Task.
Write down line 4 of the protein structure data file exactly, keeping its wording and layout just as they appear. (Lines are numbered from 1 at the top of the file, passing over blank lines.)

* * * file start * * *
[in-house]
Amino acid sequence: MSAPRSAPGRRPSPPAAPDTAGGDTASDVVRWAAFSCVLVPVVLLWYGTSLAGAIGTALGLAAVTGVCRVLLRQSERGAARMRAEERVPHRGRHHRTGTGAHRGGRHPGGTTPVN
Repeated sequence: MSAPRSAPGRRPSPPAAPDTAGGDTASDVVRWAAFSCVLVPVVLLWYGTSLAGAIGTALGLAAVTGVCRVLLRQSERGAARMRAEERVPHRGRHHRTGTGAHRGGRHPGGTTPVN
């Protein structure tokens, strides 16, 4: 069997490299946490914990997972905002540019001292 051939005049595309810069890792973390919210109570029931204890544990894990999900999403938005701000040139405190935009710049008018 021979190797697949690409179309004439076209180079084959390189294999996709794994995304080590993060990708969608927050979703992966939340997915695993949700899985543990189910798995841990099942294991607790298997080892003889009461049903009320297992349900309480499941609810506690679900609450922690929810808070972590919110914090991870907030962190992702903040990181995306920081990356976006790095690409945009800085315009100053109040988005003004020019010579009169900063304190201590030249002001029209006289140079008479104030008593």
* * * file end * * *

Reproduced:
């Protein structure tokens, strides 16, 4: 069997490299946490914990997972905002540019001292 051939005049595309810069890792973390919210109570029931204890544990894990999900999403938005701000040139405190935009710049008018 021979190797697949690409179309004439076209180079084959390189294999996709794994995304080590993060990708969608927050979703992966939340997915695993949700899985543990189910798995841990099942294991607790298997080892003889009461049903009320297992349900309480499941609810506690679900609450922690929810808070972590919110914090991870907030962190992702903040990181995306920081990356976006790095690409945009800085315009100053109040988005003004020019010579009169900063304190201590030249002001029209006289140079008479104030008593």